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Global Effect of world war

By Sheryll-Randazzo Sep 26, 2013 787 Words

The Global Effect of World War 1

European Civilization:

The First World War has change the aspect of European civilization. The government was transformed to fight a total war. The war changed the European union socially, politically, economically, and intellectually. European countries channeled all of their resources into total war, which resulted in enormous social change. World war one had devastating effects on Europe. The Great War demolished the Austria-Hungary Empire and the Russian Empire.  New states were established out of these former empires including Yugoslavia, Czechoslovakia, Estonia, Latvia, Lithuania and Poland.  Communism arose in Eastern Europe, and France and Britain gained many new territories from the defeated nations, as Germany, Austria, and Turkey lost most of their land and resources. Death knocked down all barriers between people. Clothing and Out look:

All belligerents had enacted some form of a selective service that leveled classes in many ways. Wartime scarcities made luxury impossible and unfavorable. Example of this is clothing. Clothing became uniform and Utilitarian. Europeans would never again dress in fancy, elaborate costumes. Uniforms led the way in clothing change. The bright blue-and-red prewar French infantry uniforms had been changed after the first few months of the war, since they made whoever wore them into excellent targets for machine guns. Women's skirts rose above the ankle permanently and women became more of a part of society than ever. Women in World War 1

They undertook a variety of jobs previously held by men. They were now a part of clerical, secretarial work, and teaching. They were also more widely employed in industrial jobs. By 1918, 37.6 percent of the work force in the Krupp armaments firm in Germany was female. In England the proportion of women works rose strikingly in public transport (for example, from 18,000 to 117,000 bus conductors), banking (9,500 to 63,700), and commerce (505,000 to 934,000). Many restrictions on women disappeared during the war. It became acceptable for young, employed, single middle-class women to have their own apartments, to go out without chaperones, and to smoke in public. It was only a matter of time before women received the right to vote in many belligerent countries.

The Rights of the Workers
Labor unions had supported the war effort. This support paid off after the war as labor unions earned new respect and importance.

Unemployment Rises Up:
As the war ended, and soldiers started to return home, the industry production began to slow, and there was less need for workers in factories.  Many women stopped working, but even so there were not enough jobs for the men returning home from Europe.  This rising unemployment after a time of industry and economic prosperity, planted the seeds of the coming of Great Depression affecting everybody all over the world. Newer Technology

On the other hand, several technologies that had been developed over the prior several decades first saw widespread use in European-style combat during WW1, and it was these technologies, which proved to define the fighting. A short list would include: the practical submarine, machineguns, mass quantities of long-range artillery, effective hand grenades and mortars, and barbed wire. Lesser-known technologies which weren't as immediately apparent in impact, but still had a noticeable one, were: the diesel engine, motorized vehicles (primarily the tractor, not the automobile/truck), steam turbines, advances in field medicine, and improvements in many chemical processes (most noticeably, the introduction of smokeless powder for firearms, and radically more effective high explosives).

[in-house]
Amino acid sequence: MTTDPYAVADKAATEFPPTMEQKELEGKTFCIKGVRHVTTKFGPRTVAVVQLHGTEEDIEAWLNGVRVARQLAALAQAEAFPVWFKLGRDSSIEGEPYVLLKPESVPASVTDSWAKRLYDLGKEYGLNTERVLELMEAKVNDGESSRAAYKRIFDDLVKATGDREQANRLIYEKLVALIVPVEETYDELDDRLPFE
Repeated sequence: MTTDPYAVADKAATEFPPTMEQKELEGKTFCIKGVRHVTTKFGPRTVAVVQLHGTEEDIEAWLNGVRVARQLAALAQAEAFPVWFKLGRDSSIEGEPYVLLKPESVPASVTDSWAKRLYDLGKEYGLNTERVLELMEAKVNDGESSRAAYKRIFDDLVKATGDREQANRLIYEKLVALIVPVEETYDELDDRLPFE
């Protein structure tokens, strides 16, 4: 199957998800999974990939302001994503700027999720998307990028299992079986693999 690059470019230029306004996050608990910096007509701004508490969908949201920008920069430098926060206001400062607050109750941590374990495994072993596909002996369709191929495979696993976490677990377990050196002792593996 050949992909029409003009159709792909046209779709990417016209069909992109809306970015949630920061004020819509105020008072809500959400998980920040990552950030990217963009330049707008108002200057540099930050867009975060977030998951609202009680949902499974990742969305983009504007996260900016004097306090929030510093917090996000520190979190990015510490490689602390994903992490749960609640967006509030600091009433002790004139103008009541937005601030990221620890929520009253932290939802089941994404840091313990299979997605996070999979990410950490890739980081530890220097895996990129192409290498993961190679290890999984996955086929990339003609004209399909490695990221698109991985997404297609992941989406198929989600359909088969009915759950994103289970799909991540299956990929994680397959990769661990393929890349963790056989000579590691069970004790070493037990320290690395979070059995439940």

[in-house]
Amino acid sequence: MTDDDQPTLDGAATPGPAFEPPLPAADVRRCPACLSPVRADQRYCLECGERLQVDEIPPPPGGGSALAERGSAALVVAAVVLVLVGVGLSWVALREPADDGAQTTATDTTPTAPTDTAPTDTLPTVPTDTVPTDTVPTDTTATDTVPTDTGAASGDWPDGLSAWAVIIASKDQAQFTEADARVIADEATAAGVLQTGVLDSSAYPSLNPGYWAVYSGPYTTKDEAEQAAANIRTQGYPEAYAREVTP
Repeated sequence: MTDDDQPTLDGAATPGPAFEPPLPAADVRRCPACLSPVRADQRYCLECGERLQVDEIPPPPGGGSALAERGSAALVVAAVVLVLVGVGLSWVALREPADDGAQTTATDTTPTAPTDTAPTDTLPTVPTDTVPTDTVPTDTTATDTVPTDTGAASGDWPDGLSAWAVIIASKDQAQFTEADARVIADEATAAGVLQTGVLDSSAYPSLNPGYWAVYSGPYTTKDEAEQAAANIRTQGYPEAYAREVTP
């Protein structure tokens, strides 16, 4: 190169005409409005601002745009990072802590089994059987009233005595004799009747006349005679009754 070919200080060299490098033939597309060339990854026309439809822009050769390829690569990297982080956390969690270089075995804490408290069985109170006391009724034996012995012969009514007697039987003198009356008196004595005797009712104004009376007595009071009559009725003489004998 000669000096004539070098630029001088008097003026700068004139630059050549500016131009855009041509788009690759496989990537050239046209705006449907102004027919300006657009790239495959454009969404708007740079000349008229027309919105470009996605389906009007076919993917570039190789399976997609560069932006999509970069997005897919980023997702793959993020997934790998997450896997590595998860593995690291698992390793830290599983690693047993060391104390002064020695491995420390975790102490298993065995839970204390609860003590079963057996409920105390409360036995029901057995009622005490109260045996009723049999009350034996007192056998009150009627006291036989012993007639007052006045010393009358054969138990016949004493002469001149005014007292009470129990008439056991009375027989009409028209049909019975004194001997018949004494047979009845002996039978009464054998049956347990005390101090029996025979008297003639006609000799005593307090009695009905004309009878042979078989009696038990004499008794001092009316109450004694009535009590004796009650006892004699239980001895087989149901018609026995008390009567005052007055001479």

Social Changes

The war was terribly destructive causing the deaths of ten million soldiers and roughly the same number of civilians. Workplaces and homes were destroyed.

Fourteen Points
> U.S. President Woodrow Wilson had issued his ideas for a peace settlement that would be fair to all nations – winners and losers alike. Because it had 14 terms of peace it was known as the “Fourteen Points”. > At the heart of Wilson’s plan was self-determination or the opportunity for national groups to form their own countries. He also wanted a peacekeeping organization called the League of Nations that would reduce the chances for a future war.

Treaty of Versailles
 In 1919, the Allies met in Versailles, France to consider the Fourteen Points. The European Allies did not agree with Wilson. They wanted to punish Germany. The terms of the treaty follow: 1.Alsace-Lorraine would become French territory again.

2.Poland would receive land from Germany and be independent. 3.Germany would lose all its overseas colonies.
4.France would control all the coal mined from Germany’s Saar Basin for 15 years. 5.Germany would huge reparations (money) for war damages.
6.Germany would have to disband its army to no more than 100,000 soldiers. 7.Germany would demilitarize the Rhineland. 8.Germany would take full blame for the war – the “war guilt clause”. 9.A League of Nations would be established to prevent future war.

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